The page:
Mum defending herself against abusive partner was charged with murder over 14mm knife wound
In the midst of a brutal attack, young mother Lena Kasparian picked up a knife to ward off her violent partner and protect her children.
Her attacker, Marc Zartarian – who had just used a saucepan to repeatedly beat Ms Kasparian over the head, pushed towards her yelling, “Stab me, stab me, just do it, just do it!”
He stepped forward and the knife pierced his chest by just 14 millimetres.
“14MM” airs this Sunday on Channel 9 after The Voice. For more on 60 Minutes, head to the official website.
The wound – smaller than a paper clip – was impossibly tiny for the damage it caused, missing cartilage and ribs to pierce his heart.
Marc Zartarian died and Lena Kasparian was charged with murder.
This Sunday on 60 Minutes, reporter Tara Brown investigates the tragic tale of how the tiny tip of a knife took the life of one and ruined another.
“There was no force,” Ms Kasparian told Brown.
“He was alive. He wasn't dead. There was no blood gushing anywhere, there was nothing.
“It was just a tiny little cut. Fourteen millimetres.”
With unprecedented access to Ms Kasparian’s first call to emergency services, her police interview, and her then-five-year-old daughter who saw it all – Brown takes audiences back to the awful evening and it’s chaotic aftermath.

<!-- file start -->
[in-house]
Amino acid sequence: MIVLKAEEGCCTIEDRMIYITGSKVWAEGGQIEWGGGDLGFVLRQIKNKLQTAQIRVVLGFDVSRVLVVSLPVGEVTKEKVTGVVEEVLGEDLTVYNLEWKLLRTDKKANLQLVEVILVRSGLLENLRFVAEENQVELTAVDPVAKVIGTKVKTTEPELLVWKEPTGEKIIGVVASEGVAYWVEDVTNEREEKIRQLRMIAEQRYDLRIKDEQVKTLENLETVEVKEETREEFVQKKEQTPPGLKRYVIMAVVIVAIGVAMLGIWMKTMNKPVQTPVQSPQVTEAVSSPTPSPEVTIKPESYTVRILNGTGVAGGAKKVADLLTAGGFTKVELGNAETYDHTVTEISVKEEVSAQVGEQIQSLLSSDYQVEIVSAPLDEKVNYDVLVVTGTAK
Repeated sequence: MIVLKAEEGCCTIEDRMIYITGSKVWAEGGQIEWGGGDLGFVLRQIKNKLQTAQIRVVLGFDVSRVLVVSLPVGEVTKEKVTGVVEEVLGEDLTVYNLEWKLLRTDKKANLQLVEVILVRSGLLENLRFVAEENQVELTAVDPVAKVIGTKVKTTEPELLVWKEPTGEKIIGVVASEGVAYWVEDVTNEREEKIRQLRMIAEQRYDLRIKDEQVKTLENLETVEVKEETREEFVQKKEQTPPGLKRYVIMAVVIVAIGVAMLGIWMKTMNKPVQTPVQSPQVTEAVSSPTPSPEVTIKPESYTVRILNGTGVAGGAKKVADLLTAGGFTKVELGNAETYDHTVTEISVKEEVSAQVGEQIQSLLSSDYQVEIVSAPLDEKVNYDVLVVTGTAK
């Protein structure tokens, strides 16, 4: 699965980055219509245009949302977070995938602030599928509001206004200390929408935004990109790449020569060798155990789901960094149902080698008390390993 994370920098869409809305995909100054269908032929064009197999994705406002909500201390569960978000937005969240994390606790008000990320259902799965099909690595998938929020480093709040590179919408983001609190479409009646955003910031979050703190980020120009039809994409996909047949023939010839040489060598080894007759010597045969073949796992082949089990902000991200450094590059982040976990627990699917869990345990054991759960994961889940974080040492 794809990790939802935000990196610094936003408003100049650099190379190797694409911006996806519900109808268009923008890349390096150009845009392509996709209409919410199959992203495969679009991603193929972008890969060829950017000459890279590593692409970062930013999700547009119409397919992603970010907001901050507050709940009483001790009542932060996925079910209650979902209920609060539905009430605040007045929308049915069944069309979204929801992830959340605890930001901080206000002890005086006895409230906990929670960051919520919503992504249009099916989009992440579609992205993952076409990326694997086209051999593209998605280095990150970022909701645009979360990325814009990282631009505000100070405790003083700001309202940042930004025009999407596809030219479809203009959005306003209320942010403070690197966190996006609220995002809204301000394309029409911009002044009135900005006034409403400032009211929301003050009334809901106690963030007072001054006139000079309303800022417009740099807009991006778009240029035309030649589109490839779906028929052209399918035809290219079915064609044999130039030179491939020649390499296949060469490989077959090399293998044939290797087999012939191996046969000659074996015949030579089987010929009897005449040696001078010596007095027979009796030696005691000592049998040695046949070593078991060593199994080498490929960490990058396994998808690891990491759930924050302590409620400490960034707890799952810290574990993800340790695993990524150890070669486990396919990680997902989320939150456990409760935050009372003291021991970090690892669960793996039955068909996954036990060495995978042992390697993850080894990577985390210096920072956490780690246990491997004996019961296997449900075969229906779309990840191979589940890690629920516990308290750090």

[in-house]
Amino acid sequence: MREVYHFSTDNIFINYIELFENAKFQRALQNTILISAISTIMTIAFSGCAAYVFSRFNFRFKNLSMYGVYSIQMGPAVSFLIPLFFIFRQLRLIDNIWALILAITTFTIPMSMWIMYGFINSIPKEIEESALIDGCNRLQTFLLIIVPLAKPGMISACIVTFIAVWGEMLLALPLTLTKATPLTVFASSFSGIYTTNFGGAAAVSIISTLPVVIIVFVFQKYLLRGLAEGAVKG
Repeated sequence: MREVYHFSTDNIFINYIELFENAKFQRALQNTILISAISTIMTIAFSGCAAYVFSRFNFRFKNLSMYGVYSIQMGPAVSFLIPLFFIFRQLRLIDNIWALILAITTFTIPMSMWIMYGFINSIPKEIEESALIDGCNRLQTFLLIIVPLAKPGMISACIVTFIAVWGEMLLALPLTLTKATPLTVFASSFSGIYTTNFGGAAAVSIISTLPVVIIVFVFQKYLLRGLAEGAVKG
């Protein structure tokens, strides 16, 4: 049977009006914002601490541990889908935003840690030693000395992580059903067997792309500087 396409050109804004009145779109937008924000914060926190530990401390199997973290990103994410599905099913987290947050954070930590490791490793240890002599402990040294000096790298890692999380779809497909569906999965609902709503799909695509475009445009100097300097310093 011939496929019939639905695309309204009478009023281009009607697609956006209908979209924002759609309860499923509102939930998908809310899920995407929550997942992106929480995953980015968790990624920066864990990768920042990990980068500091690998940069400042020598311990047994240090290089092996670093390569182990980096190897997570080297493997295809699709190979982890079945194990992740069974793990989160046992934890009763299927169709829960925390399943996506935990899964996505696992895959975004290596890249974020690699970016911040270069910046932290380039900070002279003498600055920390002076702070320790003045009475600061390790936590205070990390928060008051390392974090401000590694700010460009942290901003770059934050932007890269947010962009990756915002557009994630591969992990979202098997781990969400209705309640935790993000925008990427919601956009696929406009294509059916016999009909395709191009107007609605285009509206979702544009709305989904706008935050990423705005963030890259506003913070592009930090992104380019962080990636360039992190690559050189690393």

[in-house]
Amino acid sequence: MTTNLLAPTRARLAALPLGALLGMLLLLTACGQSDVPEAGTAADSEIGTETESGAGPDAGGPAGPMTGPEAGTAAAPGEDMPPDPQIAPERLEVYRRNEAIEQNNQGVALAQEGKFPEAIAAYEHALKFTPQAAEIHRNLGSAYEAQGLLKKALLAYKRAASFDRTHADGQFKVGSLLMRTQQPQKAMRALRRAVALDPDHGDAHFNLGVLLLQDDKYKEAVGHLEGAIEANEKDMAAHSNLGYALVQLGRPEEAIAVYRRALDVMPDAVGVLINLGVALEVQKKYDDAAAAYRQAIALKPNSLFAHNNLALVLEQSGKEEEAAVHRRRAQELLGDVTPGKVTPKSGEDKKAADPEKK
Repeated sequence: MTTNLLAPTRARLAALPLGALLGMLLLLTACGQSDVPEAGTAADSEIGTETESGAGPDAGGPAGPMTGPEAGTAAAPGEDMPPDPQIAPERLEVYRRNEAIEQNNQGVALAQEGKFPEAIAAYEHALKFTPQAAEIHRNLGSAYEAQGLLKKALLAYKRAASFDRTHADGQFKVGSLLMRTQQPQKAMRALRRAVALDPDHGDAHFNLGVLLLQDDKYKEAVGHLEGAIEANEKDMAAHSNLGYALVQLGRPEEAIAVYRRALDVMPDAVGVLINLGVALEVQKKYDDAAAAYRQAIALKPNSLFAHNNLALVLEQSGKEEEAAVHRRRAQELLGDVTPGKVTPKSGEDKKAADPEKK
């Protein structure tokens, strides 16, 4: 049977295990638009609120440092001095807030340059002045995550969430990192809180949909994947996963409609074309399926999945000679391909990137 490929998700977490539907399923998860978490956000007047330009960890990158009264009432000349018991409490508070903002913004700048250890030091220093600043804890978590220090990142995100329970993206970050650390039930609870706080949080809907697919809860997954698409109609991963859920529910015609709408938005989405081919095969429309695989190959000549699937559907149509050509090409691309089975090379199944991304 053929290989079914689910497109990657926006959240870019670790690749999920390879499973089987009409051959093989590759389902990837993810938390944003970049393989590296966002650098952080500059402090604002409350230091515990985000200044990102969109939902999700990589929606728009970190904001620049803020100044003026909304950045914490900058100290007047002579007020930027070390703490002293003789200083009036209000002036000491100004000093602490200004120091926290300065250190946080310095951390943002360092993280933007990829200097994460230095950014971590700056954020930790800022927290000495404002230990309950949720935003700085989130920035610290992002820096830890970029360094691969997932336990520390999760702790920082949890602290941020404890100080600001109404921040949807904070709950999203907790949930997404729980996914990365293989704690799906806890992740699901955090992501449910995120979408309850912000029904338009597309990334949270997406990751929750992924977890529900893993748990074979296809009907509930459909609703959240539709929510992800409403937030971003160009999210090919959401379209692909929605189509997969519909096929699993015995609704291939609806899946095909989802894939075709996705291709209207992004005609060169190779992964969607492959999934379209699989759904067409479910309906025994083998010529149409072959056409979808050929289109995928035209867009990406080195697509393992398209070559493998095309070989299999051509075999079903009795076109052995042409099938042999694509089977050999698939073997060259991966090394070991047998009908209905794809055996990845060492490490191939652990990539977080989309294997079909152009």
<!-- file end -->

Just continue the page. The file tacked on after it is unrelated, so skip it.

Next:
“It does hurt when people say nasty things about you and call you a murderer when you know you’re not,” Ms Kasparian said.
On the day of Zartarian’s funeral – which Ms Kasparian wasn’t allowed to attend – she was charged with murder and told she faced up to 20 years in prison.
Immediately she was branded a calculated killer.
During and after her trial, Ms Kasparian’s story provoked more anger than sympathy with the wider community, debating whether she was truly a victim of domestic violence or a murderer.
Her stoic, unshaken appearance at court displaying a high-fashion wardrobe made outsiders question her story.
The media too joined the chorus and dubbed Ms Kasparian “Australia’s Black Widow”, suggesting she had got away with murder.
“Why do you think you were painted in that way?” Brown asked.
“Am I supposed to wail and cry like a crazy person to make people feel sorry for me?” Ms Kasparian answered.
“I'm not going to behave in a manner that I don't normally. I'm not going to be someone I'm not just to prove a point.”
What Ms Kasparian had to endure to beat her murder charge is truly astonishing. But the question audiences will this week ultimately face is: should she have faced a murder trial at all?
At what point does self-defence become murder?